1. ## finding limits

Hello guys,

is there a set method on finding the limits of more complex functions like ones with "e"s in the numerator and denominators, logs n such? I seem to remember vaguely a few years back my teacher mentioning something about finding whichever (denominator or numerator) dominates by finding the dominant terms, then go from there, like if one of them dominates then the limit is 0 or something...(of course this is all with Limit->infinity, I assume with finite limits you just plug in the number or factor as appropriate)

Any tips on how to solve for complex limits are welcomed!!
Derg

2. Originally Posted by Dergyll
Hello guys,

is there a set method on finding the limits of more complex functions like ones with "e"s in the numerator and denominators, logs n such? I seem to remember vaguely a few years back my teacher mentioning something about finding whichever (denominator or numerator) dominates by finding the dominant terms, then go from there, like if one of them dominates then the limit is 0 or something...(of course this is all with Limit->infinity, I assume with finite limits you just plug in the number or factor as appropriate)

Any tips on how to solve for complex limits are welcomed!!
Derg
it would be best if you come up with specific problems here. it would be unreasonable to go through all the methods here. that is something you should consult a calculus book or an online resource for.

3. ok, lets say:

(e^2)(4x^2)200Log(20) / (3e^0.5x)x^3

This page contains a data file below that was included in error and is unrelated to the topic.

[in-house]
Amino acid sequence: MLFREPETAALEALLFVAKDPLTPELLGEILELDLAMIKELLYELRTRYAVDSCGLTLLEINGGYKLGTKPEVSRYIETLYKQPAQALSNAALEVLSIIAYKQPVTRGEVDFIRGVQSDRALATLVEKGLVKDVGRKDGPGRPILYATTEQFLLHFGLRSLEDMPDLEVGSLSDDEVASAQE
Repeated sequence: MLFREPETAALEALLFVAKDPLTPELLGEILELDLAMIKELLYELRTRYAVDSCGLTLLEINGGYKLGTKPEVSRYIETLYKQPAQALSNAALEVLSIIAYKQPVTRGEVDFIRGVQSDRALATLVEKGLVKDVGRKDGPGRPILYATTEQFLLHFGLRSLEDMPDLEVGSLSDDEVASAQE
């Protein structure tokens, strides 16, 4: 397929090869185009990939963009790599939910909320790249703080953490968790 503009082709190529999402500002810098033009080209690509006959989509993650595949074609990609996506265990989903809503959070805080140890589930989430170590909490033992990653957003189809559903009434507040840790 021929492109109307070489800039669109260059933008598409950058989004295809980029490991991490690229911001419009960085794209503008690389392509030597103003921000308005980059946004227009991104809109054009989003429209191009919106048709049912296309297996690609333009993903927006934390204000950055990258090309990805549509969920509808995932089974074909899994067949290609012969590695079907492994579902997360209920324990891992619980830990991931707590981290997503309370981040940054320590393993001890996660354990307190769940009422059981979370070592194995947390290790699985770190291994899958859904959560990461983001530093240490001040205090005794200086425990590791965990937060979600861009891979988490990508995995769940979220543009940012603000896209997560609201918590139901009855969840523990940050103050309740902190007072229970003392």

how would I solve something like this?

sorry, the log is base 10 (does it matter?) and the Limit is as X->infinity

4. the limit as x goes to?

(x^4) + (5x^2) + 1 limit as x->infinity

Thank you!

6. Originally Posted by Dergyll

(x^4) + (5x^2) + 1 limit as x->infinity

Thank you!
It's infinity by any definition I can think. To prove it merely note that given any $\displaystyle T>0$ we can make $\displaystyle x^4+5x^2+1>T$ by choosing $\displaystyle x>T$

7. this is a pretty simple limit:

$\displaystyle x^4 + 5x^2 +1$, if you take it to $\displaystyle \infty$
then all the x's will go $\displaystyle \infty$ and the entire expression
will go to $\displaystyle \infty$.

a tricky limit will be one where you can't really just substitute the
variable with $\displaystyle \infty$ or the variable is also in the
denominator and it goes to 0...

8. I found this on wikipedia!!!

"There are three basic rules for evaluating limits at infinity for a rational function f(x) = p(x)/q(x):

If the degree of p is greater than the degree of q, then the limit is positive or negative infinity depending on the signs of the leading coefficients;
If the degree of p and q are equal, the limit is the leading coefficient of p divided by the leading coefficient of q;
If the degree of p is less than the degree of q, the limit is 0.
If the limit at infinity exists, it represents a horizontal asymptote at y = L. Polynomials do not have horizontal asymptotes; they may occur with rational functions."

Of course this is only for fractions, but it helps alot! Can I always use the method where you substitute Infinity into the equations? Won't the equations not make any sense?

Derg